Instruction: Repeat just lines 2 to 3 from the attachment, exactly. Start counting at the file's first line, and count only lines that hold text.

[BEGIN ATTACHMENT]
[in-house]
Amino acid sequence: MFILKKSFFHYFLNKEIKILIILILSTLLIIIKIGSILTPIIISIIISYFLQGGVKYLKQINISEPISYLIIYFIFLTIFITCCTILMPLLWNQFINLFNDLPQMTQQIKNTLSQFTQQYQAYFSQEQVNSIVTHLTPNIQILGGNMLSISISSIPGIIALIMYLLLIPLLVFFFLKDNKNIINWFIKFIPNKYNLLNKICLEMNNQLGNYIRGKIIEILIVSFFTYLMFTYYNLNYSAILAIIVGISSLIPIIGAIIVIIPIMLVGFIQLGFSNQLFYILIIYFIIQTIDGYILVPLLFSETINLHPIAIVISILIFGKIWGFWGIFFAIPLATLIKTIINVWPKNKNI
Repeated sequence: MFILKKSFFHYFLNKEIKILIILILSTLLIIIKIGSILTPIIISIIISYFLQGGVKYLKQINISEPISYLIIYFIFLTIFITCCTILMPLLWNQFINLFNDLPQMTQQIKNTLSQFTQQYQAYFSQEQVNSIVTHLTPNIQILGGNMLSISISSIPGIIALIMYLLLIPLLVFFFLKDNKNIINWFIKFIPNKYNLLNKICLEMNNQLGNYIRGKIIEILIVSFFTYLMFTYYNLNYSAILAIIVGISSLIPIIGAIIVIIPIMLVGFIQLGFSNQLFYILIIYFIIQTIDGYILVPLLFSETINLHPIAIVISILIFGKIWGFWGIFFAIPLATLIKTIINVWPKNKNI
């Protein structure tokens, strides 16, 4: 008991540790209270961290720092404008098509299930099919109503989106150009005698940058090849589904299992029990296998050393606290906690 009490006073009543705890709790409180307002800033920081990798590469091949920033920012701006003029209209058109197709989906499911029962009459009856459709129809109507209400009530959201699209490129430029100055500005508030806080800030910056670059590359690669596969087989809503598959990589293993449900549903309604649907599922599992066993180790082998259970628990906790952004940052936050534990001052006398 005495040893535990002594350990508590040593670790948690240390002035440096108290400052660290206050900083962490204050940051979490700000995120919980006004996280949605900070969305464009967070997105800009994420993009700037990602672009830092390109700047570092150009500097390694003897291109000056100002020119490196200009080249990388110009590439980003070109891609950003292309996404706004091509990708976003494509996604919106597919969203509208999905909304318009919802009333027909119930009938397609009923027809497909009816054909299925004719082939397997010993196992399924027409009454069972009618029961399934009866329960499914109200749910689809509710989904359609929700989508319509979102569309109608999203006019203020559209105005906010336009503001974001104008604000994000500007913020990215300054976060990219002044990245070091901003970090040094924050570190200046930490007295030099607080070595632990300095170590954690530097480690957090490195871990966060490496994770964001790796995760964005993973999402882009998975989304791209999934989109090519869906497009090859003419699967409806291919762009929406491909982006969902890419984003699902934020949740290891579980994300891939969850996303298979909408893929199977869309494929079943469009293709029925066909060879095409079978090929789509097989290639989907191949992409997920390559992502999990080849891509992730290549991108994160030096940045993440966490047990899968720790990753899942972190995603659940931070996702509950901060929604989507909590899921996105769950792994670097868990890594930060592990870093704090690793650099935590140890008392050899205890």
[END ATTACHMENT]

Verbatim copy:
Amino acid sequence: MFILKKSFFHYFLNKEIKILIILILSTLLIIIKIGSILTPIIISIIISYFLQGGVKYLKQINISEPISYLIIYFIFLTIFITCCTILMPLLWNQFINLFNDLPQMTQQIKNTLSQFTQQYQAYFSQEQVNSIVTHLTPNIQILGGNMLSISISSIPGIIALIMYLLLIPLLVFFFLKDNKNIINWFIKFIPNKYNLLNKICLEMNNQLGNYIRGKIIEILIVSFFTYLMFTYYNLNYSAILAIIVGISSLIPIIGAIIVIIPIMLVGFIQLGFSNQLFYILIIYFIIQTIDGYILVPLLFSETINLHPIAIVISILIFGKIWGFWGIFFAIPLATLIKTIINVWPKNKNI
Repeated sequence: MFILKKSFFHYFLNKEIKILIILILSTLLIIIKIGSILTPIIISIIISYFLQGGVKYLKQINISEPISYLIIYFIFLTIFITCCTILMPLLWNQFINLFNDLPQMTQQIKNTLSQFTQQYQAYFSQEQVNSIVTHLTPNIQILGGNMLSISISSIPGIIALIMYLLLIPLLVFFFLKDNKNIINWFIKFIPNKYNLLNKICLEMNNQLGNYIRGKIIEILIVSFFTYLMFTYYNLNYSAILAIIVGISSLIPIIGAIIVIIPIMLVGFIQLGFSNQLFYILIIYFIIQTIDGYILVPLLFSETINLHPIAIVISILIFGKIWGFWGIFFAIPLATLIKTIINVWPKNKNI